Catholic Activity: Training Against Impure Thoughts
About St. Camillus de Lellis and what he used to say to his spiritual sons about dealing with impure thoughts.
St. Camillus de Lellis was a giant of a man, six feet, six inches tall and big in every way. Named after his mother, he was born to her, heralded by a dream, when she was almost sixty years old. In her dream, Camilla saw her baby, "his breast signed with the cross, and followed by a troop of children similarly signed." During Mass on the 25th of May in the jubilee year of 1550, she began to go into labor and, hastening home, was persuaded by a friend to lie in the stable that her son might be born there as was the Infant Savior. This she did, and at the moment of the Elevation at the High Mass, Camillus was born. His father was so delighted that he leaped about the house like a wild man, and in answer to the protests of the mother he asked how she could object to his dancing for joy, "seeing we have such a big son that we could send him to school this very day!"
As he grew older he became increasingly difficult to manage and finally his disposition was quite beyond control. He ran away from school whenever he felt like it, took to playing cards, was the despair of his mother and, after her death, of his tutor as well. At seventeen he went off to the wars with his father; they both fell sick, his father died and left Camillus an orphan and destitute with only his sword, his dagger and his honorable name for his inheritance — together with his extravagant tastes and his mad passion for gambling. Hobbling home from the wars, humiliated and in pain from horrible sores on his legs, he was overcome by remorse for his sins and vowed to become a Franciscan. This was something he would try to do twice, in vain, for his vocation was not Franciscan, nor was his disposition, intolerable to his companions in the world, one to add to the harmony of a religious community. Repenting, falling back into his quarrelsome, gambling ways, repenting again, he was finally "converted," as he called it, on the feast of the Purification, 1575. Then began the long life of service to God's sick, the gathering together of men who would serve them with him, the forming of a religious congregation called the Ministers of the Sick for this work. He was the spiritual father of many priests and brothers and the spiritual son of St. Philip Neri, his confessor and dear friend.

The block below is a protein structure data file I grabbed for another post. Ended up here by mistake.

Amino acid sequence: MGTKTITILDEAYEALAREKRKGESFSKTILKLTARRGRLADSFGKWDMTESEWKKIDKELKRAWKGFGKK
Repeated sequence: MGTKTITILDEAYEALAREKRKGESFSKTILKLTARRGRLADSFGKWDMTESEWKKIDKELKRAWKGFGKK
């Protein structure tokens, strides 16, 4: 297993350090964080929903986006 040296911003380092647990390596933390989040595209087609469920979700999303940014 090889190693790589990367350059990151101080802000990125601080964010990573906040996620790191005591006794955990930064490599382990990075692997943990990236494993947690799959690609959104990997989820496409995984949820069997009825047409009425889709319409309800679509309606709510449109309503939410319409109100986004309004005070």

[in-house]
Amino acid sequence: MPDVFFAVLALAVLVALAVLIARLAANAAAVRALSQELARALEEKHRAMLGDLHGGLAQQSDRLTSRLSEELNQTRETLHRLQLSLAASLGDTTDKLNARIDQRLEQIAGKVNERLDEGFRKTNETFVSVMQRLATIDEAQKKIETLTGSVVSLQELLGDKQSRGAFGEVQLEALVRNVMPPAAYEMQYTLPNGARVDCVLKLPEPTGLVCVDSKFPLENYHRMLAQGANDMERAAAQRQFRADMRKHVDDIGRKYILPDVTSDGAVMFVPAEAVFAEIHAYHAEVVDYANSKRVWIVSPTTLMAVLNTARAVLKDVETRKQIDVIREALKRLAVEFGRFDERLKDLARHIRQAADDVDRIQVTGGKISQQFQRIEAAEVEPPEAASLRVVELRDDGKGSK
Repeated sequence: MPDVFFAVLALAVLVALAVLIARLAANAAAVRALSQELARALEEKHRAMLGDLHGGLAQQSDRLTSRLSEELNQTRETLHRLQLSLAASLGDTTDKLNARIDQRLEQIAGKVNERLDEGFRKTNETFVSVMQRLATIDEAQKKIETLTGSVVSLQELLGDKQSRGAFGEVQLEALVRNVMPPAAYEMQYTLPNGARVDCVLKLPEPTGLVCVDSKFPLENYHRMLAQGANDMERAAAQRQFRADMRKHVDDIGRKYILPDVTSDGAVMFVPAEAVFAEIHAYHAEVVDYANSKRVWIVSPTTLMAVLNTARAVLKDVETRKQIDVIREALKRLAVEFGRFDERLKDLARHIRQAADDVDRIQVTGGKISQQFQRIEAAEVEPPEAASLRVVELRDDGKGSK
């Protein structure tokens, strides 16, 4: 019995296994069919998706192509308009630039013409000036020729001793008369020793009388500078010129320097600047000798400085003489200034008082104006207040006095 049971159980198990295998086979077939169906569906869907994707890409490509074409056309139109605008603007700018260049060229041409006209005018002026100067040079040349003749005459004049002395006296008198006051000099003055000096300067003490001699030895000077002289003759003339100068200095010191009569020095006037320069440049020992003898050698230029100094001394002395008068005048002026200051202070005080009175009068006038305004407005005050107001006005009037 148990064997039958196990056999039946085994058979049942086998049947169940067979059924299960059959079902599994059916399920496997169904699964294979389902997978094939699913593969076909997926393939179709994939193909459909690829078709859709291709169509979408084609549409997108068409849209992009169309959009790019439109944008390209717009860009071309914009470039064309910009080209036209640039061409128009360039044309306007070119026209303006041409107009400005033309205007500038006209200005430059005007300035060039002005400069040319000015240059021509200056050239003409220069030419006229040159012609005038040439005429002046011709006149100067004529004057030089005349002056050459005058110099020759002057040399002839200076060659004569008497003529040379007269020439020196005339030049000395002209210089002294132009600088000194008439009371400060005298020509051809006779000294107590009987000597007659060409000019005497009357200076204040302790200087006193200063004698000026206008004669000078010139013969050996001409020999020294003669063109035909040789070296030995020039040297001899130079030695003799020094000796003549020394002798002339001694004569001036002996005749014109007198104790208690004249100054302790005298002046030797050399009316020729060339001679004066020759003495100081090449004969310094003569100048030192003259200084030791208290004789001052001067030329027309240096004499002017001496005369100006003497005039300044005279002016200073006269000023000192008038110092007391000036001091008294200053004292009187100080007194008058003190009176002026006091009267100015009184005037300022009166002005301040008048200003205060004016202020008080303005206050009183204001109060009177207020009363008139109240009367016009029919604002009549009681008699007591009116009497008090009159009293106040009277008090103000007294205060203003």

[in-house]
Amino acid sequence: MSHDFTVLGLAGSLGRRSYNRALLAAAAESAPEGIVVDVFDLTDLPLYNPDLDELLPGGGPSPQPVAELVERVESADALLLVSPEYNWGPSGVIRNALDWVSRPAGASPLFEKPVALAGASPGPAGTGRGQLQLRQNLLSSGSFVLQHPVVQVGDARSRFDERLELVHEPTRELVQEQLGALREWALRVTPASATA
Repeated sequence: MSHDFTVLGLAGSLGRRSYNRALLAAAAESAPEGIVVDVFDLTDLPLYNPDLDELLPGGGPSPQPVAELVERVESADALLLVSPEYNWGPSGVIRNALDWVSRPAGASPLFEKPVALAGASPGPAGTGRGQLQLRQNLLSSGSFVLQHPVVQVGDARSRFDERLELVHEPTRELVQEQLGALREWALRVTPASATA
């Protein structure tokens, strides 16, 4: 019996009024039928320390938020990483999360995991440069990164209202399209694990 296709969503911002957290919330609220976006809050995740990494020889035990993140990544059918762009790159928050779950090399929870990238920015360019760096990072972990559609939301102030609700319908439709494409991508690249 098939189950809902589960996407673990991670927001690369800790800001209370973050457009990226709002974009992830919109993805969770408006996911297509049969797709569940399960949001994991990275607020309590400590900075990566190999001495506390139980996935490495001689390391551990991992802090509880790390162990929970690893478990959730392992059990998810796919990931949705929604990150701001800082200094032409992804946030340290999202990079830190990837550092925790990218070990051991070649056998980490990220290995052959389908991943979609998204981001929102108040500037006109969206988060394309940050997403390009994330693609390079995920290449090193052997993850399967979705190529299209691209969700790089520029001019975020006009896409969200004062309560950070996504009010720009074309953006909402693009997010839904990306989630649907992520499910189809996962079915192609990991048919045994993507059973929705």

Well might such a man know how best to put the devil and his temptation to rout. He never forgot, it is said, the advice given him by a Capuchin friar during the days when he struggled so to overcome himself, and all his life he counseled others with the same words. While temptations against chastity seem not to have been St. Camillus' greatest difficulty, his words apply stunningly to such temptations and boys especially will find them to their liking. They are fighting words, from a giant of a saint. In our idiom St. Camillus says, "When the devil tempts you in your thoughts, spit in his eye!"
Activity Source: Saints and Our Children, The by Mary Reed Newland, P.J. Kenedy & Sons, New York; reprinted by TAN Publishers, 1958